“Peace Be With You”
“The Lord Is My Shepherd”
“You Will Receive Power”
“Children of God”
You can listen to each of these here along with the rest of the songs for the Easter season. You can also order the demo, a track, the sheet music with copying permission and the Powerpoint file all in one package for any or all of the songs.
I think Dennis is on to something here – resourcing churches with a practical and worshipful way to help their people engage with scripture and commit it to memory as they study it each week together. And these songs are not just for lectionary-based services…each one can have its own life in the corporate worship of any church looking for scripture songs that are congregationally-friendly.Read More
I am very excited to announce the release of “Songs of the Redeemed.” Recorded live at Grace Community Church over two days in October of 2012, we released it Sunday during our 20-Year Anniversary Celebration. I’m extremely pleased with how it turned out – it truly captures the feel, energy and warmth of our congregational worship. It includes some familiar songs, some originals, and some hymns with fresh arrangements. All of the songs are meaningful to my home church and our corporate life.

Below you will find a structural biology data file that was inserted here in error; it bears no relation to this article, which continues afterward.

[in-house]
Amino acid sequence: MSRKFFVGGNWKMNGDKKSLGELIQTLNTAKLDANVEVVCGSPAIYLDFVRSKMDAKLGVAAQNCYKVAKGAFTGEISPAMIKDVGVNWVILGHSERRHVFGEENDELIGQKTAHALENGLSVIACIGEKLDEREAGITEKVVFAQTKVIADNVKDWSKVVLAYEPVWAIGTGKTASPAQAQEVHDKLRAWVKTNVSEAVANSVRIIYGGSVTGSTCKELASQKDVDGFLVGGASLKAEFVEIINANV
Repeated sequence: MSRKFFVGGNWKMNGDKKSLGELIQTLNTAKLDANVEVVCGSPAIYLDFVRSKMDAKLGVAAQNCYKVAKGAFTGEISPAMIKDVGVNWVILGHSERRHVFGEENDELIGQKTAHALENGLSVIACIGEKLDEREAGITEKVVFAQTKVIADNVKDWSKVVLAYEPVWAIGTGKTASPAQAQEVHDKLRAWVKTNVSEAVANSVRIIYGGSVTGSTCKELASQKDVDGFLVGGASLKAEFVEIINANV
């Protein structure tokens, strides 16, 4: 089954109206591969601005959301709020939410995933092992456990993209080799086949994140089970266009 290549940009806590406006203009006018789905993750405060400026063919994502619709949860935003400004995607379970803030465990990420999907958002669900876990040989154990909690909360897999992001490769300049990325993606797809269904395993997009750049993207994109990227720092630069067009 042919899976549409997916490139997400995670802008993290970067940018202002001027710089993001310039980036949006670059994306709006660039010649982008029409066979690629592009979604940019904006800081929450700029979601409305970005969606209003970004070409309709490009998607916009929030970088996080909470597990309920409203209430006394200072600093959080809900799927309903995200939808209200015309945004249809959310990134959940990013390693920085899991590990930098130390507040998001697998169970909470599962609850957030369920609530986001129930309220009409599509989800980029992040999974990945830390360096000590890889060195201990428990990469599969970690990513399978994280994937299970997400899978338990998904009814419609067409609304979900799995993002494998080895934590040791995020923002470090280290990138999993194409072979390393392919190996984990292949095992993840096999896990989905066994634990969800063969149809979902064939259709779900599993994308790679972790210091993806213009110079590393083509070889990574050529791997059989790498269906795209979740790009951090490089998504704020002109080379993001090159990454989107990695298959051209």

Click here to read more, listen & download.Read More
So, maybe I have been under a rock here in Nashville, but I had never heard of Kate York before James Childs tweeted about her latest EP. So, because I trust James’ musical recommendations, I gave it a listen. When I find myself saying out loud how great a song is, I know it’s good!
I’ve listened through fully twice, so this may be a premature post – it’s possible that upon further listening the sheen will wear off. But these lyrics and melodies are beautifully written and many of them are well-suited to congregational worship with a folksy bent.
If you don’t have Spotify and can’t use the nifty player above, click here to view this album in iTunes.Read More